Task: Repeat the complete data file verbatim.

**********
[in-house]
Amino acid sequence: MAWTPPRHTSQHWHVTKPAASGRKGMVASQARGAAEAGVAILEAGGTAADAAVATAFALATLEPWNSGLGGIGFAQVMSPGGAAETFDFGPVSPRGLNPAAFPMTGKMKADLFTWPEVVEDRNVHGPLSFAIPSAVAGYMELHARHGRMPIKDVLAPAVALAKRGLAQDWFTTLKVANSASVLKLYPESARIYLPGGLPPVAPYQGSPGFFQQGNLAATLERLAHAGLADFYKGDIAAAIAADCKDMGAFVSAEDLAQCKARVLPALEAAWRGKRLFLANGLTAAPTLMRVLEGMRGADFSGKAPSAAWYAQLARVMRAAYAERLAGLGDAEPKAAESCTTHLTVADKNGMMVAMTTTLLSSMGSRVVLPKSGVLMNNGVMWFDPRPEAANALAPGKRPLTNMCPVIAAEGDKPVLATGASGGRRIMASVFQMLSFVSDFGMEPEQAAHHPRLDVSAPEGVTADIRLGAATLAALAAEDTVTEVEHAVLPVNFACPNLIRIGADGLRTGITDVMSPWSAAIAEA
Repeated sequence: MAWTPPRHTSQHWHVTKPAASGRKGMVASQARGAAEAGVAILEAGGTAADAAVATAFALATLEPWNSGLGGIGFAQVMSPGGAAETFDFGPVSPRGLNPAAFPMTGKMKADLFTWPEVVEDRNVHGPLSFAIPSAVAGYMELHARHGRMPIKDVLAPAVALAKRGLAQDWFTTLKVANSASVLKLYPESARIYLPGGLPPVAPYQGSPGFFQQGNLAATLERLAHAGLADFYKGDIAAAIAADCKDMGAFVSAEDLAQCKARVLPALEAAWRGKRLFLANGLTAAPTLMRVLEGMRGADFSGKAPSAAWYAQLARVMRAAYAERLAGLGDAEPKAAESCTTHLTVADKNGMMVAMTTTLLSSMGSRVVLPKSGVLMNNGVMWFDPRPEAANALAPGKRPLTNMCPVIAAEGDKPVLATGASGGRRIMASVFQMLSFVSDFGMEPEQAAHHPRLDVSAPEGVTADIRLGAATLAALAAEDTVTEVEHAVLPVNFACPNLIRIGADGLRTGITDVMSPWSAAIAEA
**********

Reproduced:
[in-house]
Amino acid sequence: MAWTPPRHTSQHWHVTKPAASGRKGMVASQARGAAEAGVAILEAGGTAADAAVATAFALATLEPWNSGLGGIGFAQVMSPGGAAETFDFGPVSPRGLNPAAFPMTGKMKADLFTWPEVVEDRNVHGPLSFAIPSAVAGYMELHARHGRMPIKDVLAPAVALAKRGLAQDWFTTLKVANSASVLKLYPESARIYLPGGLPPVAPYQGSPGFFQQGNLAATLERLAHAGLADFYKGDIAAAIAADCKDMGAFVSAEDLAQCKARVLPALEAAWRGKRLFLANGLTAAPTLMRVLEGMRGADFSGKAPSAAWYAQLARVMRAAYAERLAGLGDAEPKAAESCTTHLTVADKNGMMVAMTTTLLSSMGSRVVLPKSGVLMNNGVMWFDPRPEAANALAPGKRPLTNMCPVIAAEGDKPVLATGASGGRRIMASVFQMLSFVSDFGMEPEQAAHHPRLDVSAPEGVTADIRLGAATLAALAAEDTVTEVEHAVLPVNFACPNLIRIGADGLRTGITDVMSPWSAAIAEA
Repeated sequence: MAWTPPRHTSQHWHVTKPAASGRKGMVASQARGAAEAGVAILEAGGTAADAAVATAFALATLEPWNSGLGGIGFAQVMSPGGAAETFDFGPVSPRGLNPAAFPMTGKMKADLFTWPEVVEDRNVHGPLSFAIPSAVAGYMELHARHGRMPIKDVLAPAVALAKRGLAQDWFTTLKVANSASVLKLYPESARIYLPGGLPPVAPYQGSPGFFQQGNLAATLERLAHAGLADFYKGDIAAAIAADCKDMGAFVSAEDLAQCKARVLPALEAAWRGKRLFLANGLTAAPTLMRVLEGMRGADFSGKAPSAAWYAQLARVMRAAYAERLAGLGDAEPKAAESCTTHLTVADKNGMMVAMTTTLLSSMGSRVVLPKSGVLMNNGVMWFDPRPEAANALAPGKRPLTNMCPVIAAEGDKPVLATGASGGRRIMASVFQMLSFVSDFGMEPEQAAHHPRLDVSAPEGVTADIRLGAATLAALAAEDTVTEVEHAVLPVNFACPNLIRIGADGLRTGITDVMSPWSAAIAEA